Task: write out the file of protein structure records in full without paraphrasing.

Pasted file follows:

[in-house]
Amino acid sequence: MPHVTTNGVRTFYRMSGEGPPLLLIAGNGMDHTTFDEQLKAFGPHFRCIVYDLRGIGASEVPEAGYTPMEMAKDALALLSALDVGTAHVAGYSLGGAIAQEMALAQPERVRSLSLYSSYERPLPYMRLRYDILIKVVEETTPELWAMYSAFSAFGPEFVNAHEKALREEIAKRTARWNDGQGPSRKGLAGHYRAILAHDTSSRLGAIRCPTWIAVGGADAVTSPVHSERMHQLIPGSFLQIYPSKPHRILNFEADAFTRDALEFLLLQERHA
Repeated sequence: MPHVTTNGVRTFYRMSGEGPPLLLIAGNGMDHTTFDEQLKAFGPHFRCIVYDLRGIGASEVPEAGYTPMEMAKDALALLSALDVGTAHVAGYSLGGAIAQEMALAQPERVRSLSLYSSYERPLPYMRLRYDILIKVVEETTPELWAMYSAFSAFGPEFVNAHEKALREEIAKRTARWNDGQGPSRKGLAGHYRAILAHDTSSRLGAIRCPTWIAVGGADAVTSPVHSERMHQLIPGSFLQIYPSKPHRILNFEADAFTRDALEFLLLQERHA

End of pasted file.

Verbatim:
[in-house]
Amino acid sequence: MPHVTTNGVRTFYRMSGEGPPLLLIAGNGMDHTTFDEQLKAFGPHFRCIVYDLRGIGASEVPEAGYTPMEMAKDALALLSALDVGTAHVAGYSLGGAIAQEMALAQPERVRSLSLYSSYERPLPYMRLRYDILIKVVEETTPELWAMYSAFSAFGPEFVNAHEKALREEIAKRTARWNDGQGPSRKGLAGHYRAILAHDTSSRLGAIRCPTWIAVGGADAVTSPVHSERMHQLIPGSFLQIYPSKPHRILNFEADAFTRDALEFLLLQERHA
Repeated sequence: MPHVTTNGVRTFYRMSGEGPPLLLIAGNGMDHTTFDEQLKAFGPHFRCIVYDLRGIGASEVPEAGYTPMEMAKDALALLSALDVGTAHVAGYSLGGAIAQEMALAQPERVRSLSLYSSYERPLPYMRLRYDILIKVVEETTPELWAMYSAFSAFGPEFVNAHEKALREEIAKRTARWNDGQGPSRKGLAGHYRAILAHDTSSRLGAIRCPTWIAVGGADAVTSPVHSERMHQLIPGSFLQIYPSKPHRILNFEADAFTRDALEFLLLQERHA